Earlier today I wrote a post about how to improve the performance of ASP.NET MVC web applications, and I came out with the conclusion that the best way to improve performance is to add data caching and that the rest was not very important.

Rudi sent me an email pointing out that turning the optimization upside down as I asked in my post, the expression tree-based ActionLink method still causes a lot of performance problems, at least in his sample application, a DIGG-like application, where there are 4 calls to the ActionLink helper for each of the 20 items displayed on the page plus some other calls around the page (from a slide of the presentation, it seems like the sample calls the method at least 160 times per page).

So I decided to analyze the results of his performance test better, and it really turns out that, in his context, with hundreds of calls to the ActionLink method, this method is a big performance issue.

Go and have a look at the original presentation, on page 26, to read the reasons why it is so slow.

What are the data really saying?

I based my previous assumptions on the number of requests per second gained, but I missed one important factor: relative gain. Gaining 10 requests with a baseline of 6 is a much better improvement than gaining 25 on a baseline of 60.

So I created that graphs that help visualize the real relative gain:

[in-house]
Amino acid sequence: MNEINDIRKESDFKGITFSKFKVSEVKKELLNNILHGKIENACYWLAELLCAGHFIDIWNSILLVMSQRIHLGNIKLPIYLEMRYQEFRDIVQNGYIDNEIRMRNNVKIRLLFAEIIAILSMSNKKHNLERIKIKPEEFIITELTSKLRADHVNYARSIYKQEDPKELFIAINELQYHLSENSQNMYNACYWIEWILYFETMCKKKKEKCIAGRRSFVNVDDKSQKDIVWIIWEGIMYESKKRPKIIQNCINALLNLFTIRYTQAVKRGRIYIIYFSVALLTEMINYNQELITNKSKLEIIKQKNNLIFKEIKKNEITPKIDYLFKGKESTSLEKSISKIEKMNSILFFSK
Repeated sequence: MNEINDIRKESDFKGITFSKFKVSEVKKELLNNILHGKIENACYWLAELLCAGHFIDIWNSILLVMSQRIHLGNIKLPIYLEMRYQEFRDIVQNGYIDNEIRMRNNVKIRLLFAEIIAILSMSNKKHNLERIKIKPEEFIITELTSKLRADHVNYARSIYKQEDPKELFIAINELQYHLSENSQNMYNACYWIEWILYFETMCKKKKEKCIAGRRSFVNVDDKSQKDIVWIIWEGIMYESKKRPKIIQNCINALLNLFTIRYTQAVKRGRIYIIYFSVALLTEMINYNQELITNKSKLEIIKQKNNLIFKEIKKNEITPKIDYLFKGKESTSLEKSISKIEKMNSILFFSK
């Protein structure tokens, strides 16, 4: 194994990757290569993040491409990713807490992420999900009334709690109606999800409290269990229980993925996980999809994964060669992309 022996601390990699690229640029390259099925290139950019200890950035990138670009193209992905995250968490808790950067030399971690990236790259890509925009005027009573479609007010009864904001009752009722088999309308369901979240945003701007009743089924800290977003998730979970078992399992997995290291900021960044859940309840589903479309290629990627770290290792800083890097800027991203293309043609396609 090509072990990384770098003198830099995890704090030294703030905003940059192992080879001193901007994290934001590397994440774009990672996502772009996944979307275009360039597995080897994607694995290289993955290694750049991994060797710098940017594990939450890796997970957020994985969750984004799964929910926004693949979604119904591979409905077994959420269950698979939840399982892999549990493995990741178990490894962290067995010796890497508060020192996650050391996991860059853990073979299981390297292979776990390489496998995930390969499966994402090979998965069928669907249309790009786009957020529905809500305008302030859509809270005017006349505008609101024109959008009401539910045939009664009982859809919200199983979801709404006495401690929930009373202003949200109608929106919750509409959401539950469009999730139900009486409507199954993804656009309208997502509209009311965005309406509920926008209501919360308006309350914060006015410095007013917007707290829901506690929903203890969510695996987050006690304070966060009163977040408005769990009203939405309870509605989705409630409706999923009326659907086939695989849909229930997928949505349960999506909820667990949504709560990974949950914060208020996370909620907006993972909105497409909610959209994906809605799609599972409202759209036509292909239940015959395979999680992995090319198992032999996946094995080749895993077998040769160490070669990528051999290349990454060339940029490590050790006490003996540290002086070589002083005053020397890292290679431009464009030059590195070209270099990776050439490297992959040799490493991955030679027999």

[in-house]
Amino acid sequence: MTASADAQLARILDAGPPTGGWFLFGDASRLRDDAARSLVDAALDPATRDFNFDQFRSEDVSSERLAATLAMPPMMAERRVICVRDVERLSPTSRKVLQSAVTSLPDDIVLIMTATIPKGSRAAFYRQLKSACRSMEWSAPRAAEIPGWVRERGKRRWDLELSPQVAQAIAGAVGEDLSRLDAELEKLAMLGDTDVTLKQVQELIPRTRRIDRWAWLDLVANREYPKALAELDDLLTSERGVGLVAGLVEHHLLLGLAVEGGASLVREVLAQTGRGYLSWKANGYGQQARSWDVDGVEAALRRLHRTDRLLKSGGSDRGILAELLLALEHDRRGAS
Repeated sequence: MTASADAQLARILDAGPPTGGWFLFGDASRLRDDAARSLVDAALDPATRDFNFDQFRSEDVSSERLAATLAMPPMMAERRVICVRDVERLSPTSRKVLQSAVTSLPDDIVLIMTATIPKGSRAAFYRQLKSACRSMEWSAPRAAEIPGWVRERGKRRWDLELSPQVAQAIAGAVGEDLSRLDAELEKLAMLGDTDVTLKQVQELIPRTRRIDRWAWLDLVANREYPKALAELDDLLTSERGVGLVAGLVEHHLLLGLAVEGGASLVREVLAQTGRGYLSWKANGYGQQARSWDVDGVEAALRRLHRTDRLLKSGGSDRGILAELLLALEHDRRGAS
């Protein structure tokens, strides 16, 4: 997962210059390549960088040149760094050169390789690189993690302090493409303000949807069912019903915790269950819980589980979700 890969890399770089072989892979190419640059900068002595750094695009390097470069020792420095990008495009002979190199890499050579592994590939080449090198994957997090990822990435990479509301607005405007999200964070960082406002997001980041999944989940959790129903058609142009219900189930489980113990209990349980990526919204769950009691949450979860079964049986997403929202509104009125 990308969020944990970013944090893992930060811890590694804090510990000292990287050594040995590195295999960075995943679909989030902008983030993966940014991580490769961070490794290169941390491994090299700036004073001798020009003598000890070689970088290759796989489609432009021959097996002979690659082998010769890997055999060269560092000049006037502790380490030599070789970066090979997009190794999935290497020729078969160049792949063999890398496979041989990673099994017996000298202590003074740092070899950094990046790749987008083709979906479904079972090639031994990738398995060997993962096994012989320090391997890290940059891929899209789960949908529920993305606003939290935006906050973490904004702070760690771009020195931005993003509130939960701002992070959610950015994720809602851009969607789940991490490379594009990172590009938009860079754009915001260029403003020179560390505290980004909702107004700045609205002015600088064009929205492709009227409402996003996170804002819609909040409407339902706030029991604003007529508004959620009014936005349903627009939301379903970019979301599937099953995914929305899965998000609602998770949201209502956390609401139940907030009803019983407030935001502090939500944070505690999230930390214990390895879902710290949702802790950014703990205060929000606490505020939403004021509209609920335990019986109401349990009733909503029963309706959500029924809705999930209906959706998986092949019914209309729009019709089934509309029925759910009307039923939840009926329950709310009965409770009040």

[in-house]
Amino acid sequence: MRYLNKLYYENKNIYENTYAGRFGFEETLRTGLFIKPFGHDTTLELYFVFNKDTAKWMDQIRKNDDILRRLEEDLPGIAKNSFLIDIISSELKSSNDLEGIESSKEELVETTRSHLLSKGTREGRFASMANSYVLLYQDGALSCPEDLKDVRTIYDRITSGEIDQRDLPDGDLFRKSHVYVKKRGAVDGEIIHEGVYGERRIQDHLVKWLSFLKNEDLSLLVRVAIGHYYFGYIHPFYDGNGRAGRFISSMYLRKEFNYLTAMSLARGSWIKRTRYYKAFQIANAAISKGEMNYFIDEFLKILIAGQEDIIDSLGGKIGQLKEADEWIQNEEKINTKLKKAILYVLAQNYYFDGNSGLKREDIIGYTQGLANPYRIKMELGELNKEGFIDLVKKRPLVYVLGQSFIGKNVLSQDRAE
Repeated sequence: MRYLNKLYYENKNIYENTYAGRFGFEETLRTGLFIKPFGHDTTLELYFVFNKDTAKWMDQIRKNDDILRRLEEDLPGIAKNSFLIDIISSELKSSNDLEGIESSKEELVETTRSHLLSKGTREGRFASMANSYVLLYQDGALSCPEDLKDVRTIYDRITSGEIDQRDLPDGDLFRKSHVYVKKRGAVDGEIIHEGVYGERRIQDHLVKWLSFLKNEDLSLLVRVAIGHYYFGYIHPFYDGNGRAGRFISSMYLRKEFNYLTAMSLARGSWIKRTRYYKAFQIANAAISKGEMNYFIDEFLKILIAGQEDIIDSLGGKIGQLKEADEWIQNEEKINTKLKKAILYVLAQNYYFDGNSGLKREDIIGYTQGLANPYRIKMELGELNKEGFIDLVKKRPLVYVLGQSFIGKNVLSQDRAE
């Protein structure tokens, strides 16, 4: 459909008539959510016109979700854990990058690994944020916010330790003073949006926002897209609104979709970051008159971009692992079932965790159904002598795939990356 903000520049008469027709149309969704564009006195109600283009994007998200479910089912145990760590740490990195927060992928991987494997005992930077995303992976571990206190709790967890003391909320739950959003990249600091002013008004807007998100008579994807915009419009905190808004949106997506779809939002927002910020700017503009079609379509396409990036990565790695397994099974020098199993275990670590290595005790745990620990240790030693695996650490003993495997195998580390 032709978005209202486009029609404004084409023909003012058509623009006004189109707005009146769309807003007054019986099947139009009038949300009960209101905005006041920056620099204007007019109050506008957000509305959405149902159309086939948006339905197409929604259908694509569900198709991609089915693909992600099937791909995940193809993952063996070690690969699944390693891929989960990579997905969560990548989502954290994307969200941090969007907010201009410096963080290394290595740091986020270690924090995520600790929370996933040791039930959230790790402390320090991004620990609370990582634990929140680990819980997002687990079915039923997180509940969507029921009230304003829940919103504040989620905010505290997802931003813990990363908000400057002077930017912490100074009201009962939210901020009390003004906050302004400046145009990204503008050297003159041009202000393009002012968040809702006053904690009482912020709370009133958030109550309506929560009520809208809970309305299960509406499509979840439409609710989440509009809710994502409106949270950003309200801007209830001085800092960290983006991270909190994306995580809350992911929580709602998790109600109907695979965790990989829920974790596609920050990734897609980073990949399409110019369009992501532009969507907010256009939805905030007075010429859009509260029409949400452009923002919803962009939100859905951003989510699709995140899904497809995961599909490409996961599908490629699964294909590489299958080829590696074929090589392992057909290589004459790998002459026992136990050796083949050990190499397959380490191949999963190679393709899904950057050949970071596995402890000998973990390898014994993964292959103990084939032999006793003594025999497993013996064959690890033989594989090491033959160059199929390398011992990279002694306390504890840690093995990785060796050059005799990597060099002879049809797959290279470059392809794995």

The best relative improvement still happens with data caching (a 427% gain), but the second one (150% gain) is using the RouteLink helper specifying the RouteName instead of the lambda expression-based ActionLink helper. The third one is again something related to data (using compiled LINQ queries, with a 94% gain) and then another ASP.NET MVC related issue: specifying the full path to a view is 63% faster (in his scenario where partial views are called 41 times per view) then specifying the view name only. This last one looks strange to me because the RenderPartial method should be caching the path resolution: maybe it’s a bug, or the test was performed with a pre-release version that didn’t cache the result.

UPDATE: Rudi tested everything with the beta version, and since then the WebFormViewEngine caches the resolution of view paths. Furthermore also running in debug mode disables the caching. So this is not a performance issue. Read more about this on my follow-up post: Stopping the panic: how to improve HtmlHelper.RenderPartial performances. Don’t run in debug mode

Analyzing one of the other two graphs would have lead to the wrong conclusion: the req/sec was emphasizing the gain provided by the data caching too much, and the time per request emphasizes too much the gain caused by not using the expression tree based method:

ReqPerSecGain TimePerRequestGain

What do we get from this?

Number 1 - a correct data visualization is the key to understanding the problems better.

Number 2 – Data caching is still the most effective way to improve the performance of a data driven application.

Number 3 - the expression tree based ActionLink helper has some performance problems.

Number 4 - if the test was performed on the RTM, there is a bug in the caching of view path resolution.

What can you do to to help your performance?

Implementing a route resolution cache, might boost the performance of all the url generation story, and I think that this is something Microsoft should look at for a next version of the routing engine.